dulcour

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English[edit]

Alternative forms[edit]

Etymology[edit]

From the Latin dulcor (sweetness); cognate with French douceur.

Pronunciation[edit]

Noun[edit]

dulcour (uncountable)

  1. (obsolete) Sweetness, agreeability, pleasantness; dulcitude, dulcity; suavitude, suavity.
    • 15th century, All haile, lady, mother, and virgyn immaculate, line 20:
      So dulcour was the ground in whom crist hym planted.
    • 1420–1500, G. H., Ane Elegie Translatit out of the Frenche, written by a Ladye upon Hir Husband’s Infidelitie, fifth verse:
      The blak Pluto, thoch he war never ſo ſchairpe,
      Orpheus movit with ſueitnes of his harpe.
      The hardeſt hairt, be it aſſailyit oft,
      With ſueit meiknes it may be makin ſoft;
      And, namlie, be the dulcour feminine,
      Quhilk at all tyme the maiſt motive hes bene
      To gentil hairts, of onye thing alyve,
      To move thair myndis maiſt inſenſative.
    • a. 1451, John Lydgate, Court of Sapyence, introductory verses (1481 Caxton edition):
      Myn ignoraunce whome clouded hath eclyppes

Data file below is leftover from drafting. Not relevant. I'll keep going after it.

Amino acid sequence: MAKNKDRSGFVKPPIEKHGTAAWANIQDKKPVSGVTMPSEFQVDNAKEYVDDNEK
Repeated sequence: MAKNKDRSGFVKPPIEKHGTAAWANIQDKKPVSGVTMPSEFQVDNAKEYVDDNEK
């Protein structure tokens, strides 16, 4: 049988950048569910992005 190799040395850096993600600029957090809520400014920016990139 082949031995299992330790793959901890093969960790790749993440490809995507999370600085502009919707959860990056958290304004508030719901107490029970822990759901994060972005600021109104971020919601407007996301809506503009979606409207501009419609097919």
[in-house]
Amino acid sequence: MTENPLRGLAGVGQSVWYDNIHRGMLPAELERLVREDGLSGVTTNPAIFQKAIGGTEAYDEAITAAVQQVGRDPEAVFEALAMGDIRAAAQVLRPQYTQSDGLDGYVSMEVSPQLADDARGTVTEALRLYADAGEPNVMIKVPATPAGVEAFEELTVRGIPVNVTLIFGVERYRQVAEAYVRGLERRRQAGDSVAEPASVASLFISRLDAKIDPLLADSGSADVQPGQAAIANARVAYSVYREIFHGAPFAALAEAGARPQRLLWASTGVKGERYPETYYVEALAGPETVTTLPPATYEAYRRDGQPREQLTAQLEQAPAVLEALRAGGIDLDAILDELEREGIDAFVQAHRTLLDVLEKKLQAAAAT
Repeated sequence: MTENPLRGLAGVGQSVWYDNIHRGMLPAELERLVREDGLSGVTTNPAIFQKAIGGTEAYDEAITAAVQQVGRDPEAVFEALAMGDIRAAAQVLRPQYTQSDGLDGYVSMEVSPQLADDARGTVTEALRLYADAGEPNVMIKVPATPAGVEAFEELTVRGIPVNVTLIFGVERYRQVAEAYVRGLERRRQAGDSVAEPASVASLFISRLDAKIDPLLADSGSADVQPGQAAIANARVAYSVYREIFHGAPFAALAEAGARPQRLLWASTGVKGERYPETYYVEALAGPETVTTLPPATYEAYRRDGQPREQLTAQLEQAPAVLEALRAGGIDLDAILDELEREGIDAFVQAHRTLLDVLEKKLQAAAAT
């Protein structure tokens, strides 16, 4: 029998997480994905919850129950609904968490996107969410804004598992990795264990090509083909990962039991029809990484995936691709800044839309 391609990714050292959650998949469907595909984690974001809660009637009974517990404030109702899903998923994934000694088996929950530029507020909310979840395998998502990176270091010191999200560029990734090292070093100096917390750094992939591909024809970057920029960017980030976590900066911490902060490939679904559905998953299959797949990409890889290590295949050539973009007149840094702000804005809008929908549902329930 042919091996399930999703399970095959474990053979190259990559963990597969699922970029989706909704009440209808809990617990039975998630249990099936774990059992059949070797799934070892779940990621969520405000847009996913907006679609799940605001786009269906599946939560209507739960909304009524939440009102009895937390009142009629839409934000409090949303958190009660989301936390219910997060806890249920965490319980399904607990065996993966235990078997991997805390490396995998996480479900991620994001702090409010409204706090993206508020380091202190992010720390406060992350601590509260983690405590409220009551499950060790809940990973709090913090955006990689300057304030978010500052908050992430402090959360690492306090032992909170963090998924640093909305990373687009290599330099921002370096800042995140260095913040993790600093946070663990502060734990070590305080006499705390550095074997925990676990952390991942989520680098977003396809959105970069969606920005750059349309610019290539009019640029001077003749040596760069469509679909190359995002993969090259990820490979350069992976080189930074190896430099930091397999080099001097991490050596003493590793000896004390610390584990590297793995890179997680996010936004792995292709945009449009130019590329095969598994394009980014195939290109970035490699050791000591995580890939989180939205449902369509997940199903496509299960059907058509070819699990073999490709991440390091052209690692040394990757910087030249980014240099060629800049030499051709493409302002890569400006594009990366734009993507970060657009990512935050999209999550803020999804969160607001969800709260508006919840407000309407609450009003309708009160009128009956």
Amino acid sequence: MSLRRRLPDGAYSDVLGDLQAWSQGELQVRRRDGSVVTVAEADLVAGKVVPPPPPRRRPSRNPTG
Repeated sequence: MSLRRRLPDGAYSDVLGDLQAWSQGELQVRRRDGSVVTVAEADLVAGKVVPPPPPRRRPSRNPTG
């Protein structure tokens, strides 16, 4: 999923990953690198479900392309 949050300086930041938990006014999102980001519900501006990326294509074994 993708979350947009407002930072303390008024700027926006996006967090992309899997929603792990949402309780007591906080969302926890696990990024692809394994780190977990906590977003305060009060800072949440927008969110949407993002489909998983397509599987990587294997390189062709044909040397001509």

With thy pure bemes illumynyne all aboute
      Thy blessyd brethe let refleyre in my lyppes
      And with the dewe of heven thou them degoute
      So that my mouth may blowe an encense oute
      The redolent dulcour aromatyke
      Of thy deputed lusty rhetoryke.
    • 1450–1475, The Mirour of Mans Saluacioune, lines 151–154:
      So Crist, as he was ruthfully hamerd apon the Croce,
      Songe to his Fadire of heven in a full swete voice:
      So swete and faire was it, and full of all dulcoure,
      Þat it convertid thre thovzand men in þat ilk one houre; []
    • (Can we date this quote?), Early English Text Society, Original Series, issue 233, page 208 (1968):
      It is marvelously replenyshed with thise redy kannes of soueraigne dulcour and swetenes, and in especiall with a reede that named is schinus and with many / other allectuaries aromatik passyng delicious in tasture.
    • 1484–1490, Diodorus Siculus (author) and John Skelton (translator), Bibliotheca Historica, page unknown:
      In-so-moche that maryners when they saile so farre on lofe as they may well know and apperceive the coost of that contrey, yet the dulcour and aire delicious vppon theym so []
    • 1528, David Lyndsay, The Dreme of Schir David Lyndesay, of the Mont, Familiar Servitovr to Ovr Soverane Lord, Kyng Iames the Fyft, &c., lines 582–586:
      Thare is plentie of all plesouris perfyte,
      Euident brychtnes, but obscuritie;
      Withouttin dolour, dulcore and delyte;
      Withouttin rancour, perfyte Cheritie;
      Withouttin hunger, Sasiabilitie.
    • 1675, Lancelot Addison, The present state of the Jews in Barbary, page 176:
      [] that by its colour and dulcour they might be remembered of the purity and delightfulness of the law.

Translations[edit]

References[edit]